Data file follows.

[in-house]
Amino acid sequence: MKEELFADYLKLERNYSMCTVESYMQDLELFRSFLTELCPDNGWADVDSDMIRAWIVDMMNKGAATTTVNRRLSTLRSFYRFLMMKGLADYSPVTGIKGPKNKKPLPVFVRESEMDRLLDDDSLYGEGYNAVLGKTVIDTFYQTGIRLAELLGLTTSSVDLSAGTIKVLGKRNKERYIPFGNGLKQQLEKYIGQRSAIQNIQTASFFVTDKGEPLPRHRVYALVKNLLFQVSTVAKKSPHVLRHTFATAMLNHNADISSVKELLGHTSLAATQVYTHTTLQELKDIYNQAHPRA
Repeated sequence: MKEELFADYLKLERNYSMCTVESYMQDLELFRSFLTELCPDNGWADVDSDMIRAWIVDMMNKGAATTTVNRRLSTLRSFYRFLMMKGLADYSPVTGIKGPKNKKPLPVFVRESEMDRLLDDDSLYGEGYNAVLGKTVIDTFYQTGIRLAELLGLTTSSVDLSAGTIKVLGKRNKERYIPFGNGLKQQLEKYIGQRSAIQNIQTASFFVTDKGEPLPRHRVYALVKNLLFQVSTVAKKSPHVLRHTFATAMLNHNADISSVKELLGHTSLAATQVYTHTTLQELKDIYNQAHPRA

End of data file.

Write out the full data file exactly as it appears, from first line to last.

[in-house]
Amino acid sequence: MKEELFADYLKLERNYSMCTVESYMQDLELFRSFLTELCPDNGWADVDSDMIRAWIVDMMNKGAATTTVNRRLSTLRSFYRFLMMKGLADYSPVTGIKGPKNKKPLPVFVRESEMDRLLDDDSLYGEGYNAVLGKTVIDTFYQTGIRLAELLGLTTSSVDLSAGTIKVLGKRNKERYIPFGNGLKQQLEKYIGQRSAIQNIQTASFFVTDKGEPLPRHRVYALVKNLLFQVSTVAKKSPHVLRHTFATAMLNHNADISSVKELLGHTSLAATQVYTHTTLQELKDIYNQAHPRA
Repeated sequence: MKEELFADYLKLERNYSMCTVESYMQDLELFRSFLTELCPDNGWADVDSDMIRAWIVDMMNKGAATTTVNRRLSTLRSFYRFLMMKGLADYSPVTGIKGPKNKKPLPVFVRESEMDRLLDDDSLYGEGYNAVLGKTVIDTFYQTGIRLAELLGLTTSSVDLSAGTIKVLGKRNKERYIPFGNGLKQQLEKYIGQRSAIQNIQTASFFVTDKGEPLPRHRVYALVKNLLFQVSTVAKKSPHVLRHTFATAMLNHNADISSVKELLGHTSLAATQVYTHTTLQELKDIYNQAHPRA